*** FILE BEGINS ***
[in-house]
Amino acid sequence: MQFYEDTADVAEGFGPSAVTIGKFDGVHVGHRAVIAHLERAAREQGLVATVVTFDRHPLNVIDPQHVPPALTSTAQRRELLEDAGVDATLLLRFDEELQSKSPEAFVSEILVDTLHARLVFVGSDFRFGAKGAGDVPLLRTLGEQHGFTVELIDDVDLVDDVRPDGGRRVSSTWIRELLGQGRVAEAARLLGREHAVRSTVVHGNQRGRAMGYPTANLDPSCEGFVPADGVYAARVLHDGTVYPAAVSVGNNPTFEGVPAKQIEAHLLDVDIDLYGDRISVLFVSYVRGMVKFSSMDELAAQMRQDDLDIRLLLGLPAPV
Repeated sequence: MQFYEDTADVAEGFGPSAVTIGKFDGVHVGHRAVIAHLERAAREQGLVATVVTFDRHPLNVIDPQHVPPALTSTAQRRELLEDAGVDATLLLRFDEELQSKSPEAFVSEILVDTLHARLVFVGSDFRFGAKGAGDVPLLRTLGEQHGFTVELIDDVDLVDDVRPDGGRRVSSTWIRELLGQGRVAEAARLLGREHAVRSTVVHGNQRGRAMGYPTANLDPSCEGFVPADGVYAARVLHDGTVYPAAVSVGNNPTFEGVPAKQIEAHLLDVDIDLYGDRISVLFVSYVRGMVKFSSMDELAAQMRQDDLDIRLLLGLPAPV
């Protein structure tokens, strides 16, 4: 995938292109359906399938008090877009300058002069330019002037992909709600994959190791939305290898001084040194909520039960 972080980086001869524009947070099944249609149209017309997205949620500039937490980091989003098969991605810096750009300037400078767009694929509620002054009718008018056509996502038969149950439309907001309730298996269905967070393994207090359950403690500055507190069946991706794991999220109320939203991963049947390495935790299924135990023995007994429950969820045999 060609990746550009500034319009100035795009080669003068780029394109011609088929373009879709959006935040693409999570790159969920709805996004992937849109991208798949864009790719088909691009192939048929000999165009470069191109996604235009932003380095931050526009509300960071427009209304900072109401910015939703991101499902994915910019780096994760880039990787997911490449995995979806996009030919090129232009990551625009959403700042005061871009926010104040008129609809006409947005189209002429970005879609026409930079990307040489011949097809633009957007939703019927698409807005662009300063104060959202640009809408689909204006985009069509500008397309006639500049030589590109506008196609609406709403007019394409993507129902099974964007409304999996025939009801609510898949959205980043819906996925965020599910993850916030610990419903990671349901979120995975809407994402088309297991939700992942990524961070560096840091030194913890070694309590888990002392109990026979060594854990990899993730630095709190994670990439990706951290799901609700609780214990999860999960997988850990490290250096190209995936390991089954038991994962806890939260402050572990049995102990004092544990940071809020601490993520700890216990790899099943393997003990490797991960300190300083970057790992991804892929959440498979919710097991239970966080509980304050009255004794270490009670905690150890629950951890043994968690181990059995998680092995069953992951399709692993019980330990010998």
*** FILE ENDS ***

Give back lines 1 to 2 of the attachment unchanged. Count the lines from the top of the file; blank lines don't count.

[in-house]
Amino acid sequence: MQFYEDTADVAEGFGPSAVTIGKFDGVHVGHRAVIAHLERAAREQGLVATVVTFDRHPLNVIDPQHVPPALTSTAQRRELLEDAGVDATLLLRFDEELQSKSPEAFVSEILVDTLHARLVFVGSDFRFGAKGAGDVPLLRTLGEQHGFTVELIDDVDLVDDVRPDGGRRVSSTWIRELLGQGRVAEAARLLGREHAVRSTVVHGNQRGRAMGYPTANLDPSCEGFVPADGVYAARVLHDGTVYPAAVSVGNNPTFEGVPAKQIEAHLLDVDIDLYGDRISVLFVSYVRGMVKFSSMDELAAQMRQDDLDIRLLLGLPAPV